Former Kenyan Prime Minister and current MP Raila Odinga addressed a full house plus overflow at the Woodrow Wilson Center in Washington, D.C., Tuesday, June 18.
Odinga’s talk addressed many issues including Chinese involvement on the continent as well as Africa’s role in the world economy and the advancement of the African Union.
In regards to China’s trading presence in Africa, Odinga did not see it as threatening when Africa controls the operation. The Chinese, he said, are ready to help and Africans should be prepared to accept such help as long as it’s on Africa’s terms.
“I think governments in Africa should define the relationship with China,” he said, “because China is, of course, interested in a number of things in Africa.”
Odinga said petty trade or buying and selling of small (petty) goods should be reserved for Africans. The Chinese, he said, should not control what goes on in African markets.
“We’re not going to import retailers,” he said, “people who are coming here with textiles and so on to come and sell here because we also have got an abundant labor force in our country, which is able to do all this petty trade in our country.”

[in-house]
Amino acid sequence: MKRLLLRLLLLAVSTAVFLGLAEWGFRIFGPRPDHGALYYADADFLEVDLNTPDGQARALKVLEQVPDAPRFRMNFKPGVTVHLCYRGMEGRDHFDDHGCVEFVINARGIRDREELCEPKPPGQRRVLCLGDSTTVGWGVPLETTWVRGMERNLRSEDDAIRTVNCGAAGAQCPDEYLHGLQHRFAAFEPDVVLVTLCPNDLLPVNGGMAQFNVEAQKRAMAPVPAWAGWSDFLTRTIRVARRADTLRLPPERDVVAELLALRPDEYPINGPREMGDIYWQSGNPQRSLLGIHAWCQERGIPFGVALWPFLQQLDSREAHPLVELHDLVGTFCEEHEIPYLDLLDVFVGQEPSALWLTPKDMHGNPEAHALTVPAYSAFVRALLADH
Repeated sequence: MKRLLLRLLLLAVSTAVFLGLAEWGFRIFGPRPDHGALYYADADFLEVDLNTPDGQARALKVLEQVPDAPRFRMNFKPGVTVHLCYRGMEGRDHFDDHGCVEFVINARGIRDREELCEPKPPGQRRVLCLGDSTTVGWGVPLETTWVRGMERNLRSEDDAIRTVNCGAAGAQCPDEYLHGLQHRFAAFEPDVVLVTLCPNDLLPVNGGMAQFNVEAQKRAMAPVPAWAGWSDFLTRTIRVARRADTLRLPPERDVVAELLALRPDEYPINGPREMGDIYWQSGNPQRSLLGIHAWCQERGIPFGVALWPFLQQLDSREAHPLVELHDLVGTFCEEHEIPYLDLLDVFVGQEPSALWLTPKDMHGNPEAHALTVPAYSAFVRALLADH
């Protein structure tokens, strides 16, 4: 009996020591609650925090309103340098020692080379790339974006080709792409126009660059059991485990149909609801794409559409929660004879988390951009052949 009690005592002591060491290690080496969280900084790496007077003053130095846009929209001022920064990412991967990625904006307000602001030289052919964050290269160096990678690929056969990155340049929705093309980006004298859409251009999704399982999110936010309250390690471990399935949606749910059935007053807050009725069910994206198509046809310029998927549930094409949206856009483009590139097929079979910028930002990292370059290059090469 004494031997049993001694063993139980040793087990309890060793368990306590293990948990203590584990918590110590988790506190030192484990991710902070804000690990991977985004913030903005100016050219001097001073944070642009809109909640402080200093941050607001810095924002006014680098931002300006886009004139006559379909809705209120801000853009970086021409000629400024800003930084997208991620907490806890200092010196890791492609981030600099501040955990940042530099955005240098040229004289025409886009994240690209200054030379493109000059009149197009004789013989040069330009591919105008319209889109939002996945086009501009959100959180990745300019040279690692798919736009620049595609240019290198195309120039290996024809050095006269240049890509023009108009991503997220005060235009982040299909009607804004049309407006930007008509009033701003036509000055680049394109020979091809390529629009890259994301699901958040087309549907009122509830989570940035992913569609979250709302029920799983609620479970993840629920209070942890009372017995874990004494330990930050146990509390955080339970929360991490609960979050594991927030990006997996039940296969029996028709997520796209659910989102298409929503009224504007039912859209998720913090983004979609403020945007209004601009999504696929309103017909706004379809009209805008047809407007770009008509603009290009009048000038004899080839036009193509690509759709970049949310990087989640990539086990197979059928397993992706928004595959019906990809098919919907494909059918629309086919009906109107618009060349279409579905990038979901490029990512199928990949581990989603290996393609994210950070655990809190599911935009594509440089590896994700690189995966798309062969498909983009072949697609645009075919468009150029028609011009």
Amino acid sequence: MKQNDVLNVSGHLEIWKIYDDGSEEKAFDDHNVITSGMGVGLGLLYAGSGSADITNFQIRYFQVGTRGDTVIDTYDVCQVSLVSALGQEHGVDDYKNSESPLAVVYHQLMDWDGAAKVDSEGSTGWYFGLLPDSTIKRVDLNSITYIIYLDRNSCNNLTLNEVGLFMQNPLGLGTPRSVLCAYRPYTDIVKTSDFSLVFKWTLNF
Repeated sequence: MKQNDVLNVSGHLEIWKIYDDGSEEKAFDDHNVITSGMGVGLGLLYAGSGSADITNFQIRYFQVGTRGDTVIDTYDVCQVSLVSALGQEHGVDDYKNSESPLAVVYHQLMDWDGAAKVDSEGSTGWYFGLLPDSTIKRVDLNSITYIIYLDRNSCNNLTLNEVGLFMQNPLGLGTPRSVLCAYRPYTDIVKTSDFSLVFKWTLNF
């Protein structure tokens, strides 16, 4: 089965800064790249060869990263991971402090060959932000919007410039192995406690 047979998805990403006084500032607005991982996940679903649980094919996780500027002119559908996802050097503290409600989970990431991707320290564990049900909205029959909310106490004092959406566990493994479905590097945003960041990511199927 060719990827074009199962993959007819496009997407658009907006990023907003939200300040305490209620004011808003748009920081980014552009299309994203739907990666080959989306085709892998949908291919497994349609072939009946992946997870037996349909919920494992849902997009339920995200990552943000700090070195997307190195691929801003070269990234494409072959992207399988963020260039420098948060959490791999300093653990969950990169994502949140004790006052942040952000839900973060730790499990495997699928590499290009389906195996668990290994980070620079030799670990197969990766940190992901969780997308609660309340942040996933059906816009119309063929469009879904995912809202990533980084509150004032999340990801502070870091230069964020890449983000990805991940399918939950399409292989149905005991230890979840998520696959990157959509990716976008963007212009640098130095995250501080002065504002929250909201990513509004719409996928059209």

African raw materials, Odinga said, are of high interest to foreign investors, China included. However, these resources are of no use to Africa “unless they are exploited and used for development.”
In essence, Odinga wants to see Africa take charge, not just in its trade operation and relations with China, but in many areas. Odinga referred to himself as an “Afro-optimist.” According to Odinga, Chinese involvement is welcome, but Africa should be the party leading the conversation on the continent and not relegating itself to casual observer.
“Africa needs technology. Africa needs to develop its infrastructure,” he said. “China is ready to come [to Africa] and help develop infrastructure, but it must not be at China’s terms. It will be at Africa’s terms.”
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